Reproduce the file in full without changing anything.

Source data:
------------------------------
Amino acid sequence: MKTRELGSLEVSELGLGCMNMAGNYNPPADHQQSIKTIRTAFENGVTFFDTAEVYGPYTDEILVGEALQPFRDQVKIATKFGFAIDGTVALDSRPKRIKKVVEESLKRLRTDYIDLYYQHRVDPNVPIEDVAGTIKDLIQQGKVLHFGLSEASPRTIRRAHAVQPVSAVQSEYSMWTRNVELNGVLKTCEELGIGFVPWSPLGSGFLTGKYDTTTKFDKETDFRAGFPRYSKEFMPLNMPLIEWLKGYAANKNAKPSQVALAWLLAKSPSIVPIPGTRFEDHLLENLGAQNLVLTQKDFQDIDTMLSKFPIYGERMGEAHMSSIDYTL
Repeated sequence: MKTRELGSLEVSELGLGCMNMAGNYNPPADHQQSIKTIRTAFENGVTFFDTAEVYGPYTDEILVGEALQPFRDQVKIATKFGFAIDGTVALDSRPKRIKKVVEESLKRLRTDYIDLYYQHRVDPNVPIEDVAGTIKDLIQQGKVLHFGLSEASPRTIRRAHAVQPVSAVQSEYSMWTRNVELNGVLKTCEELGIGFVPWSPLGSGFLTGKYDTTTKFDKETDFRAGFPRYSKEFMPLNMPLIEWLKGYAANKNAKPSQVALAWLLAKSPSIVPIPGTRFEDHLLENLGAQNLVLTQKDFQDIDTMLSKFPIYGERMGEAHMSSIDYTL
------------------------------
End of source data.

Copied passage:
Amino acid sequence: MKTRELGSLEVSELGLGCMNMAGNYNPPADHQQSIKTIRTAFENGVTFFDTAEVYGPYTDEILVGEALQPFRDQVKIATKFGFAIDGTVALDSRPKRIKKVVEESLKRLRTDYIDLYYQHRVDPNVPIEDVAGTIKDLIQQGKVLHFGLSEASPRTIRRAHAVQPVSAVQSEYSMWTRNVELNGVLKTCEELGIGFVPWSPLGSGFLTGKYDTTTKFDKETDFRAGFPRYSKEFMPLNMPLIEWLKGYAANKNAKPSQVALAWLLAKSPSIVPIPGTRFEDHLLENLGAQNLVLTQKDFQDIDTMLSKFPIYGERMGEAHMSSIDYTL
Repeated sequence: MKTRELGSLEVSELGLGCMNMAGNYNPPADHQQSIKTIRTAFENGVTFFDTAEVYGPYTDEILVGEALQPFRDQVKIATKFGFAIDGTVALDSRPKRIKKVVEESLKRLRTDYIDLYYQHRVDPNVPIEDVAGTIKDLIQQGKVLHFGLSEASPRTIRRAHAVQPVSAVQSEYSMWTRNVELNGVLKTCEELGIGFVPWSPLGSGFLTGKYDTTTKFDKETDFRAGFPRYSKEFMPLNMPLIEWLKGYAANKNAKPSQVALAWLLAKSPSIVPIPGTRFEDHLLENLGAQNLVLTQKDFQDIDTMLSKFPIYGERMGEAHMSSIDYTL